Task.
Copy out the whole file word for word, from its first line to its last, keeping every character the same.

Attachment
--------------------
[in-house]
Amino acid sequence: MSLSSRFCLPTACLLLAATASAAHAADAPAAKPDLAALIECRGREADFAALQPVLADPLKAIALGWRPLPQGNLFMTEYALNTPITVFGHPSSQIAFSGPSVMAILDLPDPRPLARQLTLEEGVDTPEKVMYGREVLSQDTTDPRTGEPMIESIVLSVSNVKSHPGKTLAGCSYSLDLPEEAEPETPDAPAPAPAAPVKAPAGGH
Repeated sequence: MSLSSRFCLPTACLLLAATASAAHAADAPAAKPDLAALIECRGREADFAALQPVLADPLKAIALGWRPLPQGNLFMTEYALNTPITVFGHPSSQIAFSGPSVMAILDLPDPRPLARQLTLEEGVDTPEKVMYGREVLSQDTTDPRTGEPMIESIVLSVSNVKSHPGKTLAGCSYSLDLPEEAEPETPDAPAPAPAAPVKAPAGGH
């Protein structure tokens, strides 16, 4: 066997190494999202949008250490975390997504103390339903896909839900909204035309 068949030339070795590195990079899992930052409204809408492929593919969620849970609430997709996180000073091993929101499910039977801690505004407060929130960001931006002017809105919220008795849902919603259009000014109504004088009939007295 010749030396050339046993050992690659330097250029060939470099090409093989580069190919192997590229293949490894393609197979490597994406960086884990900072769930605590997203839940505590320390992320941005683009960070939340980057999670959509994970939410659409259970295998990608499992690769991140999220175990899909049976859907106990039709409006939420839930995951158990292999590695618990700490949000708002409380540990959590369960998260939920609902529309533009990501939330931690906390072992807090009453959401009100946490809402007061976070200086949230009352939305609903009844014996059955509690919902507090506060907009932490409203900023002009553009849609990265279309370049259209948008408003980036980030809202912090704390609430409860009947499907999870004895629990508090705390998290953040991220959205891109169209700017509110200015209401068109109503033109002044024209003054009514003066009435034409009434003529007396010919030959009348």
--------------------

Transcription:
[in-house]
Amino acid sequence: MSLSSRFCLPTACLLLAATASAAHAADAPAAKPDLAALIECRGREADFAALQPVLADPLKAIALGWRPLPQGNLFMTEYALNTPITVFGHPSSQIAFSGPSVMAILDLPDPRPLARQLTLEEGVDTPEKVMYGREVLSQDTTDPRTGEPMIESIVLSVSNVKSHPGKTLAGCSYSLDLPEEAEPETPDAPAPAPAAPVKAPAGGH
Repeated sequence: MSLSSRFCLPTACLLLAATASAAHAADAPAAKPDLAALIECRGREADFAALQPVLADPLKAIALGWRPLPQGNLFMTEYALNTPITVFGHPSSQIAFSGPSVMAILDLPDPRPLARQLTLEEGVDTPEKVMYGREVLSQDTTDPRTGEPMIESIVLSVSNVKSHPGKTLAGCSYSLDLPEEAEPETPDAPAPAPAAPVKAPAGGH
């Protein structure tokens, strides 16, 4: 066997190494999202949008250490975390997504103390339903896909839900909204035309 068949030339070795590195990079899992930052409204809408492929593919969620849970609430997709996180000073091993929101499910039977801690505004407060929130960001931006002017809105919220008795849902919603259009000014109504004088009939007295 010749030396050339046993050992690659330097250029060939470099090409093989580069190919192997590229293949490894393609197979490597994406960086884990900072769930605590997203839940505590320390992320941005683009960070939340980057999670959509994970939410659409259970295998990608499992690769991140999220175990899909049976859907106990039709409006939420839930995951158990292999590695618990700490949000708002409380540990959590369960998260939920609902529309533009990501939330931690906390072992807090009453959401009100946490809402007061976070200086949230009352939305609903009844014996059955509690919902507090506060907009932490409203900023002009553009849609990265279309370049259209948008408003980036980030809202912090704390609430409860009947499907999870004895629990508090705390998290953040991220959205891109169209700017509110200015209401068109109503033109002044024209003054009514003066009435034409009434003529007396010919030959009348």